Using corn meal on St Augustine

watersbrian1September 23, 2013

I decided i'm going to try and use corn meal as a treatment for my dying St Augustine but just had a few questions. My obvious first question is what the the correct way to apply corn meal? Put it in a spreader? I know its generally 20 lbs per 1000SF, but still not sure how to physically spread it over the lawn. And, once you are finished spreading are you supposed to soak it into the ground? Would it be best to apply before rain, or are sprinklers sufficient?

Thanks for the help!

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Have you diagnosed the reason your grass is dying? And what exactly is corn meal supposed to do? I remember years ago people thought it might control turf fungal disease, but hasn't that been debunked by now?

In any case, if the turf is covered in fungus, it's too late to treat.

    Bookmark   September 24, 2013 at 9:28AM
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Thank you for the response. I was under the assumption that using cornmeal on brown patch disease on St Augustine would help stop the spread of the fungus to existing St Augustine. I was not aware that it has been debunked. At first I thought it was a chinch bug infestation, but after two treatments for that the dead areas kept spreading. A local nursery informed me it looked like brown patch disease, so I started researching ways to help stop the spread, which is where I found the cornmeal solution.

    Bookmark   September 24, 2013 at 9:50AM
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Depends on who you want to believe and what you want to hear. Several university studies (TX A&M, Washington State, Michigan State, and Virgina Tech) have not been able to conclude corn meal has any fungicidal properties or of any benefit other than corn meal is a very mild extra slow release very expensive fertilizer and critter food.

I suggest reading this to get a handle on your problem.

    Bookmark   September 24, 2013 at 2:25PM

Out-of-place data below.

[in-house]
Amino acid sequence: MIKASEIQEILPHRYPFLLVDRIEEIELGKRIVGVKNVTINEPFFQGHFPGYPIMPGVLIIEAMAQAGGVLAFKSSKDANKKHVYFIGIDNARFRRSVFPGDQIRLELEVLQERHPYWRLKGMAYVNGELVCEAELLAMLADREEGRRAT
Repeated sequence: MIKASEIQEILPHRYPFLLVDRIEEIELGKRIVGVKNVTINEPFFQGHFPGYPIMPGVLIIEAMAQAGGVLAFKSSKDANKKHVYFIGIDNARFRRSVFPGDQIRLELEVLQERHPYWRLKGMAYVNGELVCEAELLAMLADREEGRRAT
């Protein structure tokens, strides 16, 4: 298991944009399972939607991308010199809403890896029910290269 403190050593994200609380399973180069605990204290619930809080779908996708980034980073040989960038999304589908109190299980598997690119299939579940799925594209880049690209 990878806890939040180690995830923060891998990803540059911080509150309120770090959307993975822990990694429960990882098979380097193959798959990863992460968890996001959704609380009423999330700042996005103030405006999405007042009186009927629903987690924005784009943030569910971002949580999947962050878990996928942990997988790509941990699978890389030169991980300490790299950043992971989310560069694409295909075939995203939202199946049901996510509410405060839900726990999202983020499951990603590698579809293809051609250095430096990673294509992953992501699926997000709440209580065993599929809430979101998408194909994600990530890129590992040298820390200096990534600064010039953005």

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i 'thought' i read that CM feeds the good fungi that prey upon on the bad (brown patch) fungi?

    Bookmark   September 26, 2013 at 10:56AM
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I wonder how many people are still confusing corn meal with corn gluten meal. They are not the same thing, and years ago when Iowa State made that big splash about CGM being a good preemergent treatment, people began to confuse the two.

BTW, I did the CGM thing on our lawn for a few years, to no good. I should have stopped after the first season because it was real expensive.

Then I heard that cornmeal was a good fungicide and tried it, but the fact that there was no fungus where I threw it doesn't mean a thing. That isn't "research". That's anecdotal, and I never buy into the anecdotal theories.

In any case, fungicides are only for preventive applications on turf.

    Bookmark   September 28, 2013 at 1:08PM
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dchall_san_antonio(8 San Antonio)

Every time someone refers to Dr Chalker-Scott's and Dr Parsons' attempts to debunk the supposed myth that corn meal does not work, I try to reestablish what I believe to be the truth that it works. The reason I believe it works is it has been the only treatment that has consistently worked in my yard, year after year, since 2002. It is working again for me this year.

MulchMama, if you don't want to buy into anecdotes, then you are in the wrong forum. This is not a peer reviewed journal. It is; however, a peer reviewed forum. We are our own peers. We are a community of people who try things to see if they work. Then some of us peers report what we found so that other peers can try it to see if it works. The general consensus for corn meal is that there is no consensus. Some people have successful and repeatable results and some don't. The more we get information from both sets of people the quicker we might get to the bottom of the issue. One thing that does not seem to work is when you apply a chemical fungicide prior to applying the corn meal. The big problem in the south is for most of the year it is too warm to use any chemical fungicides. With no other option, corn meal is certainly worth a try.

I agree that using a product that is intended to kill fungus when there is no fungus is not very good research. If you would like to try corn meal for an actual fungus, it it might change your mind.

I agree that CGM does not work for weed control. If you read the research, it only barely works and then only under very specific circumstances. I believe it to be a practical joke and a way for Iowa State to make $0.10 per pound on the sale of cattle feed when licensed for lawns. I used CGM as a fertilizer once a month at a rate of 20-30 pounds per 1,000 square feet, every month for an entire growing season in 2011. Although the lawn looked better than ever, I did not notice any fewer weeds. By the end of the season I had used about 400 pounds per 1,000 square feet and still had weeds. I'm not sure what circumstances are required for CGM to stop weed seed production, but I would have thought that would do it.

In answer to the original question, yes, sprinklers are fine. You don't have to saturate the soil, but wet it down and leave it be for a week. And spread it any way you want to. I have done it by hand most of the time, but any spreader it will flow through is fine.

    Bookmark   September 29, 2013 at 3:59AM
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